Missouri’s Answer to Abortion Law Questions: Don’t Ask Us

The Parson administration’s response to questions from Missouri hospitals, doctors and others about what’s legal under the state’s new abortion ban is to tell people to read the law. and let the prosecutors interpret it.

The state health department released a fact sheet on the law on Wednesday following questions and confusion since the abortion ban went into effect when the U.S. Supreme Court ruled. quashed Roe v. Wade last month.

Missouri law prohibits abortion except in medical emergencies and when necessary to save the life of the mother, but it is unclear which medical conditions qualify for this exemption.

Confusion over the law notably led a major chain of Missouri hospitals to briefly stop providing emergency contraception known as the morning after pill, over concerns whether it could expose doctors to criminal charges for providing the drug, even to victims of sexual assault.

The Attorney General has unequivocally stated that the morning after pill is legal, but questions remain. Hospitals, doctors and lawyers said the law was vague and sought guidance from Republican Gov. Mike Parson’s administration and Republican Attorney General Eric Schmitt, who is running for the U.S. Senate.

Schmitt’s office did not provide further legal advice on the law.

Parson had said the state health department would provide clarification and review existing regulations to make sure they align with the new law.

Department of Health and Elder Services guidelines mostly direct interrogators to read Missouri abortion laws and leave interpretation otherwise to prosecutors.

“Enforcement of criminal provisions of state law is left to local law enforcement agencies, local prosecutors, and the Missouri Attorney General’s Office for enforcement,” the document says.

A frequently asked question about the health department document is whether the agency can “provide legal advice so healthcare professionals and patients can know what is legal and what is not.” .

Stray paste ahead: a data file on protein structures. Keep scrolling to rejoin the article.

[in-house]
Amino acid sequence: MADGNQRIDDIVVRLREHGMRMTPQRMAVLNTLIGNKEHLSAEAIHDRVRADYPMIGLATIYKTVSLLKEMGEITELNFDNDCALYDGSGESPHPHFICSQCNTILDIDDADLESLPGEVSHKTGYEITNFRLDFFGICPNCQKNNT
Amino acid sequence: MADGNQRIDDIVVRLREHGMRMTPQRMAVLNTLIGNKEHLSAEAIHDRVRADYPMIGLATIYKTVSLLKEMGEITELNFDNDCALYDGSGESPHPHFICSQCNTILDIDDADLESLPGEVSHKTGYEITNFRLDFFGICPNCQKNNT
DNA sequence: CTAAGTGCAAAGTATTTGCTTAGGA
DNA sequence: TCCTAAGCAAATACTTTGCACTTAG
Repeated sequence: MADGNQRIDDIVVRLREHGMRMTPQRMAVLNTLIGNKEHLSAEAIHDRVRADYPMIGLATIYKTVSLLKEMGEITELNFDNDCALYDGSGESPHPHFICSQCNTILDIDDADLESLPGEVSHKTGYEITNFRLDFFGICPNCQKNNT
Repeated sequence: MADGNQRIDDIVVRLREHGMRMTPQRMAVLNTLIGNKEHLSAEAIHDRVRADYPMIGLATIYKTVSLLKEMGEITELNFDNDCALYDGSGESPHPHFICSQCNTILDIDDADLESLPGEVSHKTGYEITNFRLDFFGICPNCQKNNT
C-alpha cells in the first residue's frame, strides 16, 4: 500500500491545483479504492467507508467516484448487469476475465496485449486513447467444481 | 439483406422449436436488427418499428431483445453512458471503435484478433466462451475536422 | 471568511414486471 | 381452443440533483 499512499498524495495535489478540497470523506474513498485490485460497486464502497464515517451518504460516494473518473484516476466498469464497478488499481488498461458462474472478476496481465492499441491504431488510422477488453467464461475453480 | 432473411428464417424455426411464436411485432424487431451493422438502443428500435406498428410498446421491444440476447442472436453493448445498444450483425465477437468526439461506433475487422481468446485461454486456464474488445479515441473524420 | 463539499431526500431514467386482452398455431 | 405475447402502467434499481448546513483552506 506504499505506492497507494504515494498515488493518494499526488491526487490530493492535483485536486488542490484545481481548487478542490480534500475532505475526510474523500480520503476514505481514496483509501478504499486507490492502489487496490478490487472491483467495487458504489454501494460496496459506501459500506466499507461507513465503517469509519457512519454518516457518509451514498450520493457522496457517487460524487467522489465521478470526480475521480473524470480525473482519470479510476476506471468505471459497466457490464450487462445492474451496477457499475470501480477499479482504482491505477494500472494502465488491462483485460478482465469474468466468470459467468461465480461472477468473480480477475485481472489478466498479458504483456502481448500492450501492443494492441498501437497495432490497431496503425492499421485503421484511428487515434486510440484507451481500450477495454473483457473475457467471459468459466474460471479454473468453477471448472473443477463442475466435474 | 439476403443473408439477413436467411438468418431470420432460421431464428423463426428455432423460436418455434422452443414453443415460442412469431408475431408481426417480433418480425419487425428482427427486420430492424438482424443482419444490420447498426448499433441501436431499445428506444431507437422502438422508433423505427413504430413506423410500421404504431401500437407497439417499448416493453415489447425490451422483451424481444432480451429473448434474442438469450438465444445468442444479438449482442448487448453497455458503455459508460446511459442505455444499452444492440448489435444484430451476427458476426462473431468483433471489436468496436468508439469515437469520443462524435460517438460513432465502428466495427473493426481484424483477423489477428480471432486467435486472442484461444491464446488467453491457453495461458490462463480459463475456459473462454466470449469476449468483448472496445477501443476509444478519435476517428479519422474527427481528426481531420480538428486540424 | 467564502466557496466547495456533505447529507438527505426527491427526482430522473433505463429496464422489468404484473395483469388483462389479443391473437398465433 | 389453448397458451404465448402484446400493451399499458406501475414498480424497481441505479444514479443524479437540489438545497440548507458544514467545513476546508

“No,” the fact sheet says. “DHSS is not authorized to provide legal advice to third parties.”

Prosecutors relied on the health department to issue guidelines.

Darrell Moore, head of the Missouri Attorneys Association, said the fact sheet helpfully outlines definitions of medical emergencies, abortions and what constitutes reasonable medical judgment in Missouri law.

“The truth is that the decision on what constitutes a ‘medical emergency’ and/or a ‘reasonable medical judgment’ will be case specific and left to local prosecutors, the attorney general, judges and juries,” Moore said in an email. “No one can give advice that will cover every conceivable medical emergency or what constitutes reasonable medical judgment in that medical emergency.”

Moore said he expects prosecutors to consult with medical providers to determine whether to press charges.

Missouri Hospital Association spokesman Dave Dillon said in a statement that hospitals are “committed to following the law,” but “the practical challenge is interpreting the law — in real time and on the front line. of care – where clinical judgment matters.

“The uncertainty about whether this judgment will be challenged is the challenge for doctors,” Dillon said. “It is impossible to know in advance whether a prosecutor or a member of law enforcement will agree with a clinician’s determination of the risk to the life of the mother.”

Health Department spokeswoman Lisa Cox said there was nothing more the agency could do.

“The department is unable to formulate advisory responses to various situations with distinct fact patterns,” Cox said. “The complexity of each situation is why Missouri law gives this analysis to physicians to use ‘reasonable medical judgment’.”